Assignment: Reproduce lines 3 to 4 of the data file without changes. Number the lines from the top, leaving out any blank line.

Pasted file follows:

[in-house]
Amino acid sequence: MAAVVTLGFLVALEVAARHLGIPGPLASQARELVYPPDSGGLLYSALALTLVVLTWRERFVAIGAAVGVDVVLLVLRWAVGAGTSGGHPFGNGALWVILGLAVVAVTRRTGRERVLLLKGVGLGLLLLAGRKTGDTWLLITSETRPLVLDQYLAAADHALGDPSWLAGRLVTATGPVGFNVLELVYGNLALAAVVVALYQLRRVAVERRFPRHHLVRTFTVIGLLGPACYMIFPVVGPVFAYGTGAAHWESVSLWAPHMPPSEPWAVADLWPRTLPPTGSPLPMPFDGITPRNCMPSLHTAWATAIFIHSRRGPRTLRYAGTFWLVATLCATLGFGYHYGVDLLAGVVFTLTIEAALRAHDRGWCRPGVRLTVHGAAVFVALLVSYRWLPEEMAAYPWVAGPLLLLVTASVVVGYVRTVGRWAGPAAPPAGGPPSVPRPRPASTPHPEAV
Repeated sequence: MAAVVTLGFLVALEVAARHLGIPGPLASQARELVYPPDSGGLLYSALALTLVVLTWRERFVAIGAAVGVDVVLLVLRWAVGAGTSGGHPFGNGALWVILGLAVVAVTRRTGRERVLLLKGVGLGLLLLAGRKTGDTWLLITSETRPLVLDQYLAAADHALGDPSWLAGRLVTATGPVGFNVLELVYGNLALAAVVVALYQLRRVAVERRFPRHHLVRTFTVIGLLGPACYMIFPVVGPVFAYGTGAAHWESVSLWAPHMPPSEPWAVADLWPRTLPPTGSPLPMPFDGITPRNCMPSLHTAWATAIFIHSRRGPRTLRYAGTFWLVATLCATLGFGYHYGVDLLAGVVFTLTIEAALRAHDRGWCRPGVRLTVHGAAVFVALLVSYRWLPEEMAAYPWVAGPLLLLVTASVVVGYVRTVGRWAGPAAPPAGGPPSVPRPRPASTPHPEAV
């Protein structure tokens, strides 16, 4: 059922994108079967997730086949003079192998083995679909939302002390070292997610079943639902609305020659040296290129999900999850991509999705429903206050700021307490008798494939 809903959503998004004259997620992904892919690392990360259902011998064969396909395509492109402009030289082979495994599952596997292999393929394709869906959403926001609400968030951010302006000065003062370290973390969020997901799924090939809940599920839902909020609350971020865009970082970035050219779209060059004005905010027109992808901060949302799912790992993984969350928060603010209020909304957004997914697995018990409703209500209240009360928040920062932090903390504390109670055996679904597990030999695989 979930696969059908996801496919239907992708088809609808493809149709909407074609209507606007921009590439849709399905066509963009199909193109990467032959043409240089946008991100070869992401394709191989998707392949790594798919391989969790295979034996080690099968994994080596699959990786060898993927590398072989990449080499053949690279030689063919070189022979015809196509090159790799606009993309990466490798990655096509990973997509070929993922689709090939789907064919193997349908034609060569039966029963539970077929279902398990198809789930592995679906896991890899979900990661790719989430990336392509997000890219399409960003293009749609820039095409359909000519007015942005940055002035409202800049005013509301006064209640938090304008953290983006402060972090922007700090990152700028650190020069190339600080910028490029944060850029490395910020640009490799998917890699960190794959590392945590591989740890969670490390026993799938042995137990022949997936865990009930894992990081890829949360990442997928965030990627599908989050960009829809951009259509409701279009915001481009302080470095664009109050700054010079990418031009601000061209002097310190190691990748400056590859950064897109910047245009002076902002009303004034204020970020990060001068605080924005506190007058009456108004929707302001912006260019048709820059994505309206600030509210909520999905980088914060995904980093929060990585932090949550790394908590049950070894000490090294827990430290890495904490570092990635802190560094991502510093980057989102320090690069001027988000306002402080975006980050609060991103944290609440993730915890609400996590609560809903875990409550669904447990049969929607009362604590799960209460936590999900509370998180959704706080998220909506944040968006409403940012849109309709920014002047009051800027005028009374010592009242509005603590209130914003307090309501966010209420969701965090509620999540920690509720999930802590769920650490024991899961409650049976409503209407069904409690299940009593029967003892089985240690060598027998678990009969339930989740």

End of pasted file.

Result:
Repeated sequence: MAAVVTLGFLVALEVAARHLGIPGPLASQARELVYPPDSGGLLYSALALTLVVLTWRERFVAIGAAVGVDVVLLVLRWAVGAGTSGGHPFGNGALWVILGLAVVAVTRRTGRERVLLLKGVGLGLLLLAGRKTGDTWLLITSETRPLVLDQYLAAADHALGDPSWLAGRLVTATGPVGFNVLELVYGNLALAAVVVALYQLRRVAVERRFPRHHLVRTFTVIGLLGPACYMIFPVVGPVFAYGTGAAHWESVSLWAPHMPPSEPWAVADLWPRTLPPTGSPLPMPFDGITPRNCMPSLHTAWATAIFIHSRRGPRTLRYAGTFWLVATLCATLGFGYHYGVDLLAGVVFTLTIEAALRAHDRGWCRPGVRLTVHGAAVFVALLVSYRWLPEEMAAYPWVAGPLLLLVTASVVVGYVRTVGRWAGPAAPPAGGPPSVPRPRPASTPHPEAV
């Protein structure tokens, strides 16, 4: 059922994108079967997730086949003079192998083995679909939302002390070292997610079943639902609305020659040296290129999900999850991509999705429903206050700021307490008798494939 809903959503998004004259997620992904892919690392990360259902011998064969396909395509492109402009030289082979495994599952596997292999393929394709869906959403926001609400968030951010302006000065003062370290973390969020997901799924090939809940599920839902909020609350971020865009970082970035050219779209060059004005905010027109992808901060949302799912790992993984969350928060603010209020909304957004997914697995018990409703209500209240009360928040920062932090903390504390109670055996679904597990030999695989 979930696969059908996801496919239907992708088809609808493809149709909407074609209507606007921009590439849709399905066509963009199909193109990467032959043409240089946008991100070869992401394709191989998707392949790594798919391989969790295979034996080690099968994994080596699959990786060898993927590398072989990449080499053949690279030689063919070189022979015809196509090159790799606009993309990466490798990655096509990973997509070929993922689709090939789907064919193997349908034609060569039966029963539970077929279902398990198809789930592995679906896991890899979900990661790719989430990336392509997000890219399409960003293009749609820039095409359909000519007015942005940055002035409202800049005013509301006064209640938090304008953290983006402060972090922007700090990152700028650190020069190339600080910028490029944060850029490395910020640009490799998917890699960190794959590392945590591989740890969670490390026993799938042995137990022949997936865990009930894992990081890829949360990442997928965030990627599908989050960009829809951009259509409701279009915001481009302080470095664009109050700054010079990418031009601000061209002097310190190691990748400056590859950064897109910047245009002076902002009303004034204020970020990060001068605080924005506190007058009456108004929707302001912006260019048709820059994505309206600030509210909520999905980088914060995904980093929060990585932090949550790394908590049950070894000490090294827990430290890495904490570092990635802190560094991502510093980057989102320090690069001027988000306002402080975006980050609060991103944290609440993730915890609400996590609560809903875990409550669904447990049969929607009362604590799960209460936590999900509370998180959704706080998220909506944040968006409403940012849109309709920014002047009051800027005028009374010592009242509005603590209130914003307090309501966010209420969701965090509620999540920690509720999930802590769920650490024991899961409650049976409503209407069904409690299940009593029967003892089985240690060598027998678990009969339930989740």